Jun 19, 2013

Prices and Value of Consumer Data

The topic of personal data has interested me for a number of years because it is at the heart of new approaches to marketing and service development based on connected devices. I have written about the commercial potential of personal data from a business model perspective [1] for the GSM Association and introduced the concept of Stewardship and Platform Innovator strategies for companies in the mobile eco-system.

I was therefore pleased to see the Financial Times (FT) publish a series of articles on consumer data. Accompanying this series is an interactive calculator [2] that allows readers to determine a price for their personal data based on pricing benchmarks supplied by a data broker. After filling in the options for my own profile - in terms of demographics, family and health, property, activities of interest, and consumer behaviors - it appears that the price for my personal profile is about US$0.80.

Pricing information in the FT’s calculator shows how the market is developing in 2013. ZIP code (post code) data for a person in the USA for example can be obtained for a fee of $0.0005. In 2006, this data would have cost $0.50 according to a survey [3] of the main data brokers of that time.

The rapid price decline, a CAGR of over 60% between 2006 and 2013, is not merely due to lower costs of data collection. It also points to a significant escalation in the use of data for consumer profiling and marketing. This price-volume dynamic is a common feature of the IT and mobile industries.

In practical terms, companies that purchase consumer data sets are obliged to buy in bulk. If we assume, for illustrative purposes, an average price of $0.25 for a single profile then an extract of 10m consumers would cost $2,500,000, an amount that categorizes this as a large-enterprise undertaking. This data would then need to be analysed to identify promising targets to sell one or more offers (for now, let’s put aside the possibility that the data is used for other purposes, such as being part of a customer relationship management activity and hence an operational cost).

Of these targets, only a sub-set would make an actual purchase. A one-in-ten success rate would equate to an expenditure of $2.50 per customer, without accounting for the costs of data analysis, marketing and sales; a one-in-thousand success rate yields a figure of $2,5000. Now, a one-in-ten success rate is quite optimistic because of the snap-shot nature of the data.

Time-series data would be much more powerful because it would improve the ‘richness’ of an individual consumer’s profile; it would also provide the seeds for contextual marketing. Location information is another dimension that would add to the ‘richness’ quotient of an individual's profile.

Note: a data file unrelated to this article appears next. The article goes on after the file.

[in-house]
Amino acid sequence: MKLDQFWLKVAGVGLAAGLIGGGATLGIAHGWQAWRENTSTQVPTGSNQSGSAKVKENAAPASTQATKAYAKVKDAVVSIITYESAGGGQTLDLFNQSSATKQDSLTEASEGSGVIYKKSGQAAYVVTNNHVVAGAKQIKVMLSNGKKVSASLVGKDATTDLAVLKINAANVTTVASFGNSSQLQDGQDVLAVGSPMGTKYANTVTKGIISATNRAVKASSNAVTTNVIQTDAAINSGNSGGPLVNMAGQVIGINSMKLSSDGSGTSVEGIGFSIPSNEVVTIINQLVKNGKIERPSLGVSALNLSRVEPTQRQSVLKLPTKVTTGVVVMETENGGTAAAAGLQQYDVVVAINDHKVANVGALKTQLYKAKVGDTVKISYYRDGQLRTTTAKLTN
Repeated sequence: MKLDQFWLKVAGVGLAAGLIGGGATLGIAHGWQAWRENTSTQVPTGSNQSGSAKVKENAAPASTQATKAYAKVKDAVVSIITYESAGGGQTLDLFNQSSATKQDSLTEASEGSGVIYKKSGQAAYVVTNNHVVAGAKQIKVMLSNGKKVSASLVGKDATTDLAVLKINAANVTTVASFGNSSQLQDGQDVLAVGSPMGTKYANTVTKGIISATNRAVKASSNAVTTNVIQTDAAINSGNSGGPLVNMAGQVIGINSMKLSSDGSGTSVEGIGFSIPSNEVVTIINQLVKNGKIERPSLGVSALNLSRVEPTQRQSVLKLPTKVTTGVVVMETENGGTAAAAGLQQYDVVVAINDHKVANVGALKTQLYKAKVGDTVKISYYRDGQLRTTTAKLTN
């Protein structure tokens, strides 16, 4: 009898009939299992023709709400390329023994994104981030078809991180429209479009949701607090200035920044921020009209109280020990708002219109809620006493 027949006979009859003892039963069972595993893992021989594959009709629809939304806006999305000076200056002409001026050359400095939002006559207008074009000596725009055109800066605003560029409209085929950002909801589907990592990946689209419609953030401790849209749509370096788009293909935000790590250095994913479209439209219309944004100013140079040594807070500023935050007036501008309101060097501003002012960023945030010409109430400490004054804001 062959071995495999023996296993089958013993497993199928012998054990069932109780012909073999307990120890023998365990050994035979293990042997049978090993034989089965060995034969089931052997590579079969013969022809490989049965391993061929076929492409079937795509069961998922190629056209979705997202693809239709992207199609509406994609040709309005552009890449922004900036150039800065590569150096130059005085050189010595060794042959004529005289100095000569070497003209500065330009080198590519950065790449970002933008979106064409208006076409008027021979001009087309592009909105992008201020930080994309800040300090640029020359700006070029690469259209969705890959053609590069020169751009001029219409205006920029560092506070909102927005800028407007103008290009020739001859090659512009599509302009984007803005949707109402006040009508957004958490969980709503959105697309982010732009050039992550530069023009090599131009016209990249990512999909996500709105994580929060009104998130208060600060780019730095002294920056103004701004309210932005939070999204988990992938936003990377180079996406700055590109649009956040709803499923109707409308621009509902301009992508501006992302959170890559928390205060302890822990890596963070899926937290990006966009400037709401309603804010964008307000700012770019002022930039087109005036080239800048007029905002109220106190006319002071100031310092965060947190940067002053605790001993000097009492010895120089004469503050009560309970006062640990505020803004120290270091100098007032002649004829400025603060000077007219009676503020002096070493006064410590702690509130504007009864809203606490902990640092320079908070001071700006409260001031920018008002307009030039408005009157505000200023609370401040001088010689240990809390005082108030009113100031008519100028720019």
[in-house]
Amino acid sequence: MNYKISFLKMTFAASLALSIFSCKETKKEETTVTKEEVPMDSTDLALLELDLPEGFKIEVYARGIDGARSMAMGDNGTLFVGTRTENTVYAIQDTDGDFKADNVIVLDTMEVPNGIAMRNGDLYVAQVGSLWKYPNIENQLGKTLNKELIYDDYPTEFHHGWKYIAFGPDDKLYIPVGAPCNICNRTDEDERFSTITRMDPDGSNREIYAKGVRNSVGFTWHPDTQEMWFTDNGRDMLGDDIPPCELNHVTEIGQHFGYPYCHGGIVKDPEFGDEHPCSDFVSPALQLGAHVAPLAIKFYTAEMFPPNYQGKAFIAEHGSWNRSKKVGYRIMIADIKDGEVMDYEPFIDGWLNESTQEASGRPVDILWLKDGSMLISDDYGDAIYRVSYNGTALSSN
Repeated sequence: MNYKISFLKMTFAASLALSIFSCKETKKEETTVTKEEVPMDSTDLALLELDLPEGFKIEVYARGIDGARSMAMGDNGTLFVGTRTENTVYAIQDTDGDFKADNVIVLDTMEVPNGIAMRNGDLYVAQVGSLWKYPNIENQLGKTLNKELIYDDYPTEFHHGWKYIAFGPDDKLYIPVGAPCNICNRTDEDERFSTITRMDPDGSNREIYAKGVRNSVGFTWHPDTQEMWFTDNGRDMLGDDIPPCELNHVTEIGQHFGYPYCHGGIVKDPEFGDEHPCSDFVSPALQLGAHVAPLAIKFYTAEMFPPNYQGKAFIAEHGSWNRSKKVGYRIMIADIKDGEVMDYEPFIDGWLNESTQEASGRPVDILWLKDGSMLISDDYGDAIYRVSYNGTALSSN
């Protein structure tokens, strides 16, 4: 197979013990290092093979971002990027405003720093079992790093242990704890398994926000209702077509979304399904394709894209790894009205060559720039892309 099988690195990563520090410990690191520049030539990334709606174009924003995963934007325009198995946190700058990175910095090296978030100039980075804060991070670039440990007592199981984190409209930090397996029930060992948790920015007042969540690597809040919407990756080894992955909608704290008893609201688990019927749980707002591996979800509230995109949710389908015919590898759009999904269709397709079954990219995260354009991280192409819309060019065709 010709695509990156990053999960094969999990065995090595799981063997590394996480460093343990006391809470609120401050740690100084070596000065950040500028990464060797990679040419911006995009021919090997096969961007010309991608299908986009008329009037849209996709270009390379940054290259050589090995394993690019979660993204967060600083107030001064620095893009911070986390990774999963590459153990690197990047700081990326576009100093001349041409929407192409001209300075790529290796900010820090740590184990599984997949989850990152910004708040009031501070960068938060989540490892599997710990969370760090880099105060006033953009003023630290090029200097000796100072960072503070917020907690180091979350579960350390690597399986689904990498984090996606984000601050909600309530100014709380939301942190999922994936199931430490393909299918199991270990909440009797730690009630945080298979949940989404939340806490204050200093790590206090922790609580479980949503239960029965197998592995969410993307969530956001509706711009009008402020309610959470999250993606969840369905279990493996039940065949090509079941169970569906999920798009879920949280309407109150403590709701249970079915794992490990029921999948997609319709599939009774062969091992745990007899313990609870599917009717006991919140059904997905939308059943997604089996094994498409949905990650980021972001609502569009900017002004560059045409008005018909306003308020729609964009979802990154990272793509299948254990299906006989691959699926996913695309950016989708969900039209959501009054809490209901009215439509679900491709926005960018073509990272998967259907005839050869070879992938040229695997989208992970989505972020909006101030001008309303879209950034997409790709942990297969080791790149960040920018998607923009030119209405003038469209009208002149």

An even better approach would involve the use of “interactive-data” which could be used for closed-loop marketing. An example of this is where an offer could be made to a consumer based on his/her profile information. Their reaction would then be gauged ("interactive data" is derived by linking cause and effect data points) and revised offers could then be made. What this means is that if an adventurous traveller made a vacation hotel reservation in Timbuktu last June, that traveller would not be bombarded with hotel offers for Timbuktu in June of this year when he/she declines Timbuktu adverts or where there is credit card evidence of a hotel booking in June for a different destination.

For a rough idea of the value that consumers place on rich forms of data exchanged for services here are the results from a 2010 study carried out by Aricent and Frog Design [4]. This study attempted to quantify the value of personal data that individuals would give up in exchange for a “free” IT service.


The data comes from a sample of 180 individuals and needs to be used with caution. In addition to being a small sample, it is not clear to what extent the survey is representative of the general population. Also, “revealed value” does not necessarily correspond to a willingness to pay.

One opportunity that the FT and Aricent/Frog Design data does point to is the opportunity for service provider companies to engage with consumers. Specifically, there is a much higher perceived value to time-history and location forms of data compared with ‘static’ profile data.

Finally, even at price points of a few tens of cents per profile according to the FT calculator, a simple success-rate analysis of current day consumer data suggests that prices are very much on the high side.



[1] Connected Life: The Need for New Business Models, GSM Association (2012) 
[2] Companies scramble for consumer data, Financial Times, (June 12 2013) 
[3] How much are your personal details worth? Bankrate.com, (21 February 2006) 
[4] Smart Home Opportunity: Balancing Customer Data and Privacy (3 February 2010)

1 comment:

  1. Researchers from Telefonica and Telecom Italia report on recent work with a sample of users to assess how highly they value their personal data cross a range of categories - location, communication, apps and media.

    http://www.technologyreview.com/view/528866/researchers-test-personal-data-market-to-find-out-how-much-your-information-is-worth/

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